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Assisting differential clinical diagnosis of cattle diseases using smartphone-based technology in low resource settings: a pilot study.

Assisting differential clinical diagnosis of cattle diseases using smartphone-based technology in low resource settings: a pilot study.

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Assisting differential clinical diagnosis of cattle diseases using smartphone-based technology in low resource settings: a pilot study.

BMC Vet Res. 2017 Nov 09;13(1):323

Authors: Beyene TJ, Eshetu A, Abdu A, Wondimu E, Beyi AF, Tufa TB, Ibrahim S, Revie CW

Abstract
BACKGROUND: The recent rise in mobile phone use and increased signal coverage has created opportunities for growth of the mobile Health sector in many low resource settings. This pilot study explores the use of a smartphone-based application, VetAfrica-Ethiopia, in assisting diagnosis of cattle diseases. We used a modified Delphi protocol to select important diseases and Bayesian algorithms to estimate the related disease probabilities based on various clinical signs being present in Ethiopian cattle.
RESULTS: A total of 928 cases were diagnosed during the study period across three regions of Ethiopia, around 70% of which were covered by diseases included in VetAfrica-Ethiopia. Parasitic Gastroenteritis (26%), Blackleg (8.5%), Fasciolosis (8.4%), Pasteurellosis (7.4%), Colibacillosis (6.4%), Lumpy skin disease (5.5%) and CBPP (5.0%) were the most commonly occurring diseases. The highest (84%) and lowest (30%) levels of matching between diagnoses made by student practitioners and VetAfrica-Ethiopia were for Babesiosis and Pasteurellosis, respectively. Multiple-variable logistic regression analysis indicated that the putative disease indicated, the practitioner involved, and the level of confidence associated with the prediction made by VetAfrica-Ethiopia were major determinants of the likelihood that a diagnostic match would be obtained.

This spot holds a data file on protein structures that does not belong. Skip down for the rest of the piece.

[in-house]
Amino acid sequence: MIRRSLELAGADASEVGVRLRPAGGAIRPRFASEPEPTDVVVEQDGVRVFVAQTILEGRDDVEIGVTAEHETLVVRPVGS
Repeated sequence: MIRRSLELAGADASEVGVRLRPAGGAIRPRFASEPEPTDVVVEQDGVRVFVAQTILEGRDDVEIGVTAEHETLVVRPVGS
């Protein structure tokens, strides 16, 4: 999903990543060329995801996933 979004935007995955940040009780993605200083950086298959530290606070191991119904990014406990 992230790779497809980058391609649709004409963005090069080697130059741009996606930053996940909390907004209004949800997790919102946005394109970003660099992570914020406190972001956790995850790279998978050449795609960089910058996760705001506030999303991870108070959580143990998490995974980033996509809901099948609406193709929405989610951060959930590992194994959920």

CONCLUSIONS: This pilot study demonstrated that the use of such applications can be a valuable means of assisting less experienced animal health professionals in carrying out disease diagnosis which may lead to increased animal productivity through appropriate treatment.

PMID: 29121922 [PubMed - indexed for MEDLINE]

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